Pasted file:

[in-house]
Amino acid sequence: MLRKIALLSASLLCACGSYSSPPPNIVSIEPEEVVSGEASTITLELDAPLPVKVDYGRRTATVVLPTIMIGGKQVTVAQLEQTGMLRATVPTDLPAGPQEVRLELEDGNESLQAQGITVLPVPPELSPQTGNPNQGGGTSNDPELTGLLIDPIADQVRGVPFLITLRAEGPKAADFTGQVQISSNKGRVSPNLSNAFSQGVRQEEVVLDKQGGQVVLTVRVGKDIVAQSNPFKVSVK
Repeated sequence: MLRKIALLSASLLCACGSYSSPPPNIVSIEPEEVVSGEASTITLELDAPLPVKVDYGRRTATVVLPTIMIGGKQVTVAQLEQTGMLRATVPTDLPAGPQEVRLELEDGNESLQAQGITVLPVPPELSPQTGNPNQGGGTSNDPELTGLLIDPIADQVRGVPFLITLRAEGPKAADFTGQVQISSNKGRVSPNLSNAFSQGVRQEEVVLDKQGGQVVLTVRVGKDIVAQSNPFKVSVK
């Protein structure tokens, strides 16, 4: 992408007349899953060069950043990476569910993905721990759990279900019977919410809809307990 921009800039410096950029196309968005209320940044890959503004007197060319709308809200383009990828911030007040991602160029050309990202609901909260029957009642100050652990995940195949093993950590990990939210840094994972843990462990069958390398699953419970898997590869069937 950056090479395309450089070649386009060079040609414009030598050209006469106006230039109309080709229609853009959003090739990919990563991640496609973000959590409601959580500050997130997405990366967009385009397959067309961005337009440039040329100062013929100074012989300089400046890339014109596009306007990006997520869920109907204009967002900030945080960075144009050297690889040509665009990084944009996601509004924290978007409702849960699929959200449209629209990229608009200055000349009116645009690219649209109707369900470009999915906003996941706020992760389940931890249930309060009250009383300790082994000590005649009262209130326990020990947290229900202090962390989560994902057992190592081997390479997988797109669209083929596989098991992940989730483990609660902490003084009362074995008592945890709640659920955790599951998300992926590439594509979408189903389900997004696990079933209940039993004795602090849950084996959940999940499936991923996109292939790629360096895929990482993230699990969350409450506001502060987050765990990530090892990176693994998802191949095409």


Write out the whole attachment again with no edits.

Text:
[in-house]
Amino acid sequence: MLRKIALLSASLLCACGSYSSPPPNIVSIEPEEVVSGEASTITLELDAPLPVKVDYGRRTATVVLPTIMIGGKQVTVAQLEQTGMLRATVPTDLPAGPQEVRLELEDGNESLQAQGITVLPVPPELSPQTGNPNQGGGTSNDPELTGLLIDPIADQVRGVPFLITLRAEGPKAADFTGQVQISSNKGRVSPNLSNAFSQGVRQEEVVLDKQGGQVVLTVRVGKDIVAQSNPFKVSVK
Repeated sequence: MLRKIALLSASLLCACGSYSSPPPNIVSIEPEEVVSGEASTITLELDAPLPVKVDYGRRTATVVLPTIMIGGKQVTVAQLEQTGMLRATVPTDLPAGPQEVRLELEDGNESLQAQGITVLPVPPELSPQTGNPNQGGGTSNDPELTGLLIDPIADQVRGVPFLITLRAEGPKAADFTGQVQISSNKGRVSPNLSNAFSQGVRQEEVVLDKQGGQVVLTVRVGKDIVAQSNPFKVSVK
């Protein structure tokens, strides 16, 4: 992408007349899953060069950043990476569910993905721990759990279900019977919410809809307990 921009800039410096950029196309968005209320940044890959503004007197060319709308809200383009990828911030007040991602160029050309990202609901909260029957009642100050652990995940195949093993950590990990939210840094994972843990462990069958390398699953419970898997590869069937 950056090479395309450089070649386009060079040609414009030598050209006469106006230039109309080709229609853009959003090739990919990563991640496609973000959590409601959580500050997130997405990366967009385009397959067309961005337009440039040329100062013929100074012989300089400046890339014109596009306007990006997520869920109907204009967002900030945080960075144009050297690889040509665009990084944009996601509004924290978007409702849960699929959200449209629209990229608009200055000349009116645009690219649209109707369900470009999915906003996941706020992760389940931890249930309060009250009383300790082994000590005649009262209130326990020990947290229900202090962390989560994902057992190592081997390479997988797109669209083929596989098991992940989730483990609660902490003084009362074995008592945890709640659920955790599951998300992926590439594509979408189903389900997004696990079933209940039993004795602090849950084996959940999940499936991923996109292939790629360096895929990482993230699990969350409450506001502060987050765990990530090892990176693994998802191949095409």